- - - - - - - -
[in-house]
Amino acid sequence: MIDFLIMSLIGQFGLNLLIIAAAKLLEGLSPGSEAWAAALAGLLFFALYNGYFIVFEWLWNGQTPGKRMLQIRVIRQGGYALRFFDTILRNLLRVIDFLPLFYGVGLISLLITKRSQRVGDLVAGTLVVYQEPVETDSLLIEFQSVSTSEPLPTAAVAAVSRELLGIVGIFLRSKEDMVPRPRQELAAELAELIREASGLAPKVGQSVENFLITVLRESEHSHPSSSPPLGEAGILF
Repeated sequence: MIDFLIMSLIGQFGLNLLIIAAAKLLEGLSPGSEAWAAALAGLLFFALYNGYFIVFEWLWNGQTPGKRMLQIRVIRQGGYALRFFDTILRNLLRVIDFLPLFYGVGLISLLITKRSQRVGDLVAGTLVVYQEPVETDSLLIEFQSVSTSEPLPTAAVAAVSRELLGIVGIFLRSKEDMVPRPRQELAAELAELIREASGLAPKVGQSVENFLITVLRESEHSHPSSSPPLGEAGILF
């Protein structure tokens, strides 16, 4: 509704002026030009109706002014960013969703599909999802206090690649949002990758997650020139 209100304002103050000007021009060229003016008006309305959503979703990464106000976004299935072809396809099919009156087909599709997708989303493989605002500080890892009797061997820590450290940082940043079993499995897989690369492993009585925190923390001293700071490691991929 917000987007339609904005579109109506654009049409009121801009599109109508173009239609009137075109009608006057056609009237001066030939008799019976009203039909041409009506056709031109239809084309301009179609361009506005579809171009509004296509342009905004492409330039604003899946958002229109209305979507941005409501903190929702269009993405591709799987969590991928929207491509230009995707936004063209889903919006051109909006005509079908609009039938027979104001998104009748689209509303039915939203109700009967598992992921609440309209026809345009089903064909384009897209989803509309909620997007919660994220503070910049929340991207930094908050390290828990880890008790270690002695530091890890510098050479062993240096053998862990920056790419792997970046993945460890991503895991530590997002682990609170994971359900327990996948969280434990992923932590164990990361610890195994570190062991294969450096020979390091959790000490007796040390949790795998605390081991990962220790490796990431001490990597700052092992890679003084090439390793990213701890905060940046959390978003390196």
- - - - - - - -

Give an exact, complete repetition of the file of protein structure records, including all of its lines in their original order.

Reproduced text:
[in-house]
Amino acid sequence: MIDFLIMSLIGQFGLNLLIIAAAKLLEGLSPGSEAWAAALAGLLFFALYNGYFIVFEWLWNGQTPGKRMLQIRVIRQGGYALRFFDTILRNLLRVIDFLPLFYGVGLISLLITKRSQRVGDLVAGTLVVYQEPVETDSLLIEFQSVSTSEPLPTAAVAAVSRELLGIVGIFLRSKEDMVPRPRQELAAELAELIREASGLAPKVGQSVENFLITVLRESEHSHPSSSPPLGEAGILF
Repeated sequence: MIDFLIMSLIGQFGLNLLIIAAAKLLEGLSPGSEAWAAALAGLLFFALYNGYFIVFEWLWNGQTPGKRMLQIRVIRQGGYALRFFDTILRNLLRVIDFLPLFYGVGLISLLITKRSQRVGDLVAGTLVVYQEPVETDSLLIEFQSVSTSEPLPTAAVAAVSRELLGIVGIFLRSKEDMVPRPRQELAAELAELIREASGLAPKVGQSVENFLITVLRESEHSHPSSSPPLGEAGILF
């Protein structure tokens, strides 16, 4: 509704002026030009109706002014960013969703599909999802206090690649949002990758997650020139 209100304002103050000007021009060229003016008006309305959503979703990464106000976004299935072809396809099919009156087909599709997708989303493989605002500080890892009797061997820590450290940082940043079993499995897989690369492993009585925190923390001293700071490691991929 917000987007339609904005579109109506654009049409009121801009599109109508173009239609009137075109009608006057056609009237001066030939008799019976009203039909041409009506056709031109239809084309301009179609361009506005579809171009509004296509342009905004492409330039604003899946958002229109209305979507941005409501903190929702269009993405591709799987969590991928929207491509230009995707936004063209889903919006051109909006005509079908609009039938027979104001998104009748689209509303039915939203109700009967598992992921609440309209026809345009089903064909384009897209989803509309909620997007919660994220503070910049929340991207930094908050390290828990880890008790270690002695530091890890510098050479062993240096053998862990920056790419792997970046993945460890991503895991530590997002682990609170994971359900327990996948969280434990992923932590164990990361610890195994570190062991294969450096020979390091959790000490007796040390949790795998605390081991990962220790490796990431001490990597700052092992890679003084090439390793990213701890905060940046959390978003390196």